A newly weaned pig’s digestive system undergoes a large conversion when moving from a liquid to a dry diet. The goal of nutritionists is to help the pig transition from weaning into the nursery phase with adequate growth without incurring excessive diet cost. Some ingredients and diet formulation techniques help the pig counteract some of the normal gut changes that occur at weaning.
For example, adding lactose at 15% to 20% in the post-weaning diet provides a highly digestible energy source that increases lactic acid production, which lowers gastric pH. The use of pharmacological levels of zinc (1,500 ppm to 3,000 ppm) and/or copper (125 ppm to 250 ppm) for approximately 21 days post-weaning also promotes growth and can decrease diarrhea. High levels of soybean meal immediately post-weaning (over 18% to 20%) can cause transient hypersensitivity when the immune system reacts to an unfamiliar protein source. However, the second diet fed post-weaning often can contain 22% to 25% soybean meal after the initial exposure to soybean meal in the first post-weaning diet.
Think About Amino Acids
From an amino acid perspective, an important dietary attribute to minimize gut challenge and diet cost is to reduce the
dietary crude protein through the optimal inclusion of crystalline amino acids. Reducing crude protein decreases the quantity of fermentable protein entering the large intestine, which lowers post-weaning diarrhea. Diets for newly weaned pigs are often formulated in a range of 1.35% to 1.45% standardized ileal digestible [SID]. Diets higher in SID lysine often maximize piglet growth but diets formulated at 1.35% SID lysine decrease the level of more expensive protein sources, have minimal effect on pig performance and decrease feed cost.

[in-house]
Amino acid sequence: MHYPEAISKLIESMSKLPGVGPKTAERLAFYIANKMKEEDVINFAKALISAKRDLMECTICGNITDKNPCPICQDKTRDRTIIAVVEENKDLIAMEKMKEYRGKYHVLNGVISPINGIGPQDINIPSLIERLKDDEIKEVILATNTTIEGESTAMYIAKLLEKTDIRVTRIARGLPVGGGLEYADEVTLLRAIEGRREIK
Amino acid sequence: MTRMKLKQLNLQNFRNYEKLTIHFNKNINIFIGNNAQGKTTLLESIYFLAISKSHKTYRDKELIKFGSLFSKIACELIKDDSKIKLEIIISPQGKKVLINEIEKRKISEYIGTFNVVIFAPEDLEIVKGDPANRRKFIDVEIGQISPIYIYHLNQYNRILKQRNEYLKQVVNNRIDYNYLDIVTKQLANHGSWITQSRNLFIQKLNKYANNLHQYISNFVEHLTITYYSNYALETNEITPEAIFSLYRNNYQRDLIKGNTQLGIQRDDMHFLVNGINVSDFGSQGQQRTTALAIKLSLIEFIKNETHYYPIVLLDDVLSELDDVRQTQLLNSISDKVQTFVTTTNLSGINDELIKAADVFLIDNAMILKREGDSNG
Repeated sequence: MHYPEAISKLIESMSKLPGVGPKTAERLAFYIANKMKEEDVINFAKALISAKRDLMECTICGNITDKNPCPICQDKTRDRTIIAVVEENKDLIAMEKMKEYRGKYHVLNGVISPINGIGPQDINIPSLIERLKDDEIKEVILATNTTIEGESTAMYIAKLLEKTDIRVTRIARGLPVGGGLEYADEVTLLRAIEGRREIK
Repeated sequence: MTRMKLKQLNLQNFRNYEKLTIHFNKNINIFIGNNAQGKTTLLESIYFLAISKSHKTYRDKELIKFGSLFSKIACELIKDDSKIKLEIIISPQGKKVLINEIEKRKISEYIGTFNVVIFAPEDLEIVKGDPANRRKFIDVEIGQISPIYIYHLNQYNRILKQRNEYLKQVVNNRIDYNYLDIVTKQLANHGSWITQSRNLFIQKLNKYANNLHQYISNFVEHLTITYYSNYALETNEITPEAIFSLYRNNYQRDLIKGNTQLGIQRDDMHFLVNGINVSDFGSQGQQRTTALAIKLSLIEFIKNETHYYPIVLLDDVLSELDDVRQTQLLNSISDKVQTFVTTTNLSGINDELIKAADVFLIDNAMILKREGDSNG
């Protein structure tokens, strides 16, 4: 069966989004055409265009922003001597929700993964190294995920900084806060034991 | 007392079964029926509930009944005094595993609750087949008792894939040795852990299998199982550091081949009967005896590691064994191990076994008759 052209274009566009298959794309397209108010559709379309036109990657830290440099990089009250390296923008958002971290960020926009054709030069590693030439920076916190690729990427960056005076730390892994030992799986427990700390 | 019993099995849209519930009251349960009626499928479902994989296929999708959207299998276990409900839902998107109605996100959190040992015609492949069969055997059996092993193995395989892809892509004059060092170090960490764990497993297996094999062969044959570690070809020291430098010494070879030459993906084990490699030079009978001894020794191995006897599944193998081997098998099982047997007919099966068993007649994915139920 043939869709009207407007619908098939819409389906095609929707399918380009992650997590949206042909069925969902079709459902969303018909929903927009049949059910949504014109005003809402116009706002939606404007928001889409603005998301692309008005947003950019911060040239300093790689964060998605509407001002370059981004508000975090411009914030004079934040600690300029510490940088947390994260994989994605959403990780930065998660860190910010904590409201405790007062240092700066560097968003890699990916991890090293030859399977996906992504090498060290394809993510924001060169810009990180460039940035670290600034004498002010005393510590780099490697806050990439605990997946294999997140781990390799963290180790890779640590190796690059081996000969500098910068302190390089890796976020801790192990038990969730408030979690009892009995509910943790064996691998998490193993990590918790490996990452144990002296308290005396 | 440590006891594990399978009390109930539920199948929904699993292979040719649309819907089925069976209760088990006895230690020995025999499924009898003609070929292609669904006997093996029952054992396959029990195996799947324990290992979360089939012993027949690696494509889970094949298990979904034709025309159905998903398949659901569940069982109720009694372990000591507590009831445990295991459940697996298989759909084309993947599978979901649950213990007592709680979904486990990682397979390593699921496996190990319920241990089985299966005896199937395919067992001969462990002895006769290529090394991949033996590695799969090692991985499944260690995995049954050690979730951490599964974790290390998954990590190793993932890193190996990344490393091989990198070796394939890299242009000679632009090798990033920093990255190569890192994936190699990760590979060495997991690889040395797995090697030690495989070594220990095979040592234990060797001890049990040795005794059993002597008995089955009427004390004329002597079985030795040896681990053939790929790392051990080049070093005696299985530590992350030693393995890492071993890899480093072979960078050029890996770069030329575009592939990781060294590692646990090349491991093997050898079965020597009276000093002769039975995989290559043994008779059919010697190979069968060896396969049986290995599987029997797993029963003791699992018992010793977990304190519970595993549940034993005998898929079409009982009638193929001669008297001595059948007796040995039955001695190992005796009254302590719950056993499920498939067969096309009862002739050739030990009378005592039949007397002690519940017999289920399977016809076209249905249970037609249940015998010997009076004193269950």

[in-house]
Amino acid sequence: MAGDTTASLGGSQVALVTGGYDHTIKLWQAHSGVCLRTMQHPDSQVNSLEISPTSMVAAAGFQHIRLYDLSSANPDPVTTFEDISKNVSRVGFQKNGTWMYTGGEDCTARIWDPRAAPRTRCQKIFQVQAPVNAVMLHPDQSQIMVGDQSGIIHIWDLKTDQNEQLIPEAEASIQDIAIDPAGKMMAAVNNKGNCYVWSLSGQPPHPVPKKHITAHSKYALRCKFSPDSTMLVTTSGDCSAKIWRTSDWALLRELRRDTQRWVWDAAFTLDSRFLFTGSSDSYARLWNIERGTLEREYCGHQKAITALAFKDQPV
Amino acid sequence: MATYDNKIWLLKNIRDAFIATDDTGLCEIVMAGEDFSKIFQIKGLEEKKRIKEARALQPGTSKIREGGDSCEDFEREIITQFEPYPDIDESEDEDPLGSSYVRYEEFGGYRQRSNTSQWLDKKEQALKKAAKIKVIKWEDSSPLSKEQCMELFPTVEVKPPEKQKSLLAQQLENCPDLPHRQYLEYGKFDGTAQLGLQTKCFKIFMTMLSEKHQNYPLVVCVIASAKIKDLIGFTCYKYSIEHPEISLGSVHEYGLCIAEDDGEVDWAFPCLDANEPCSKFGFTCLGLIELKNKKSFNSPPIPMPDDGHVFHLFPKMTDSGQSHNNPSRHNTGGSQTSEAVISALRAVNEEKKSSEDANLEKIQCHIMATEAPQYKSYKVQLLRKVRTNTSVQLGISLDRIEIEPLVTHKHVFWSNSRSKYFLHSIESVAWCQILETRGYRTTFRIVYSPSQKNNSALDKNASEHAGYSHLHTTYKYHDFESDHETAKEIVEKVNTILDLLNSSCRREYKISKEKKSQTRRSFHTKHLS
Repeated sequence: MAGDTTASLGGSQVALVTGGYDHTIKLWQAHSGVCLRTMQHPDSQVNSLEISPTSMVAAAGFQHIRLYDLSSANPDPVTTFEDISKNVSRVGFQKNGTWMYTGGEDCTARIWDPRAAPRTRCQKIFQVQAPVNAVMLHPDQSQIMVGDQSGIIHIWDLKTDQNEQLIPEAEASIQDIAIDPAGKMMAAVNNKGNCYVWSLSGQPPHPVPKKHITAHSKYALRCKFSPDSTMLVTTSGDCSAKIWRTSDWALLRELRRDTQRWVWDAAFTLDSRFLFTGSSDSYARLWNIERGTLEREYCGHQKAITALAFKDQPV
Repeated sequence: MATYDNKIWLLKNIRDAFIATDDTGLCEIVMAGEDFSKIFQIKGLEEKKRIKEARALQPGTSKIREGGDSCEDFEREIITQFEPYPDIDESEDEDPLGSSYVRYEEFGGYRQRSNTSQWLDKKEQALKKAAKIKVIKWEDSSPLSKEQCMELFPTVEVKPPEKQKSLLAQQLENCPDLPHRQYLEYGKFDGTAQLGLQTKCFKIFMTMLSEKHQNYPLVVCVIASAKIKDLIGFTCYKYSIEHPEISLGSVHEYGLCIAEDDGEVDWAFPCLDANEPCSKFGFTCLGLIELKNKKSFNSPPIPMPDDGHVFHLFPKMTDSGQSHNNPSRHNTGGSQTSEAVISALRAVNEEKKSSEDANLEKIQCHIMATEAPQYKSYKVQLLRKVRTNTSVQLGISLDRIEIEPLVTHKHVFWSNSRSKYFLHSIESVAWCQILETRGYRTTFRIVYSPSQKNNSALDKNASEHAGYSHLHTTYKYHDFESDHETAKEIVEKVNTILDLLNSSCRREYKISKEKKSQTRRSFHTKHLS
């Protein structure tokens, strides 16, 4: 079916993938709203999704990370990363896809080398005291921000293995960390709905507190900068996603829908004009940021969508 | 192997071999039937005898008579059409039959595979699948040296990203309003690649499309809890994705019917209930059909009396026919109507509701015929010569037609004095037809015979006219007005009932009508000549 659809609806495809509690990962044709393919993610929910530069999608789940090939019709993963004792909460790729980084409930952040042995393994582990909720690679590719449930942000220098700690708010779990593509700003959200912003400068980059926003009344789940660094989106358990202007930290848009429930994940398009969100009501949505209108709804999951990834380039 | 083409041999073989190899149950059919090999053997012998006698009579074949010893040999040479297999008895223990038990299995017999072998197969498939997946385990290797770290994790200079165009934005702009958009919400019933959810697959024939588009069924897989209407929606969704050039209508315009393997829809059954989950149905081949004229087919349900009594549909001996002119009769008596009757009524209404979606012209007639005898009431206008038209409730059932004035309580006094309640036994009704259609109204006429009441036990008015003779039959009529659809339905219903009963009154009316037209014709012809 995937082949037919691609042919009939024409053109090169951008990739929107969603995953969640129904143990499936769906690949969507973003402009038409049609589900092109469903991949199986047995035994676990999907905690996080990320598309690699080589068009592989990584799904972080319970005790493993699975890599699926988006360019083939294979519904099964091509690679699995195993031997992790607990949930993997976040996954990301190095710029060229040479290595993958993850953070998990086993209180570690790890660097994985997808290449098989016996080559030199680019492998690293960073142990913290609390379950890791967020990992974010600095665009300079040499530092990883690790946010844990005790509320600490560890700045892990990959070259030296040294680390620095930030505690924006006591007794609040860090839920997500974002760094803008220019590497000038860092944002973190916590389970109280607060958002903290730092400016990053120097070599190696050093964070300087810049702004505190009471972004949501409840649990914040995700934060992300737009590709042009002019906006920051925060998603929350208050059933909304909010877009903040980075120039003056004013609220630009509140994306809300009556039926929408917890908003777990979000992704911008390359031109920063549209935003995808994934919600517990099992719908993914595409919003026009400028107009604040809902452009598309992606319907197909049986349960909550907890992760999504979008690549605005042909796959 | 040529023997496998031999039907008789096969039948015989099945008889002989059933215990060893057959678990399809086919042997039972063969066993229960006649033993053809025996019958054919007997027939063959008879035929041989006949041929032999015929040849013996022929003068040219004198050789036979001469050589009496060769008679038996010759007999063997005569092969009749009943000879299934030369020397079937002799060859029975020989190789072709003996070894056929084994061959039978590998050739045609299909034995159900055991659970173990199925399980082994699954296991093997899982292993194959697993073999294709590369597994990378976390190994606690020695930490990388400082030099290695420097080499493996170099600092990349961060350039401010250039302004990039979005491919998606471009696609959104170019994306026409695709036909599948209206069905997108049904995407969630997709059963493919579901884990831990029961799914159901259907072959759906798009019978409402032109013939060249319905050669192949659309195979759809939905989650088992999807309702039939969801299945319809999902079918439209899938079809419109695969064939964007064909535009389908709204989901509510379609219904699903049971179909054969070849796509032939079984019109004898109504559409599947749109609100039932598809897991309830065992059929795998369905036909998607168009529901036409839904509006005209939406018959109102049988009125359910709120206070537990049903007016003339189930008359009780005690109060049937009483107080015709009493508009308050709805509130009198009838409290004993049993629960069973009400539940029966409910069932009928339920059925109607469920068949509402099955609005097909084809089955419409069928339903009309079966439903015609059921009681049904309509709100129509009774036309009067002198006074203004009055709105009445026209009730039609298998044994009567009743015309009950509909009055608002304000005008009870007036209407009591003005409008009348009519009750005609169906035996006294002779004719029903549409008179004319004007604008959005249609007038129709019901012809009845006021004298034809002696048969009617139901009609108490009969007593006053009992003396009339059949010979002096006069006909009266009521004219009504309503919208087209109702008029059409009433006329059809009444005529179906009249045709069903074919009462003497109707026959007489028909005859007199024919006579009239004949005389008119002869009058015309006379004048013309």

When using diets with lower SID lysine, the correct levels of other amino acids relative to lysine are crucial.
Suggested ratios relative to lysine are 58% for methionine and cysteine, 63% for threonine, 68% to 70% for valine,
53% for isoleucine (60% if high levels of blood products are used) and 18% to 20% for tryptophan.
Producers do not want to feed lower levels of valine, isoleucine and tryptophan in nursery diets as these amino acids are important for driving feed intake.
Specific amino acids (like glycine or glutamine) appear to meet the need for nonessential amino acids and might have specific roles for gut development.
Consider Lowering Crude Protein
Another method to decrease the post-weaning challenge is to lower the crude protein level in the diet. Reducing the crude protein content lowers the need for all intact specialty protein sources (i.e. plant- or animal-based). Presenting the newly weaned pig with a high quantity of protein decreases the ammonia concentration in the small intestine and urea nitrogen and volatile fatty acids in the ileum. Historically, lowering the crude protein level in the diet usually corresponded with reduced growth performance because the minimum requirement for the fourth, fifth or sixth amino acids (often tryptophan, valine or isoleucine) or nonessential amino acids that have a role in gut development (arginine, glutamine or glycine) were not met.
Modern Diets are Better
This is not the case with today’s modern diets. Research trials and field data have demonstrated that performance can be maintained with a reduced crude protein level in the diet when amino acids are correctly balanced.
This is accomplished by using commercially available and economical crystalline amino acids (lysine, methionine, threonine, tryptophan, valine) to replace intact protein sources.
*Editor’s Note: Authors of this paper are with Kansas State University, Manhattan, Kan., and represent the K-State Applied Swine Nutrition Team: Joel DeRouchey, Mike Tokach, Bob Goodband, Steve Dritz and Jason Woodworth. For more information, go to: www.ksuswine.org.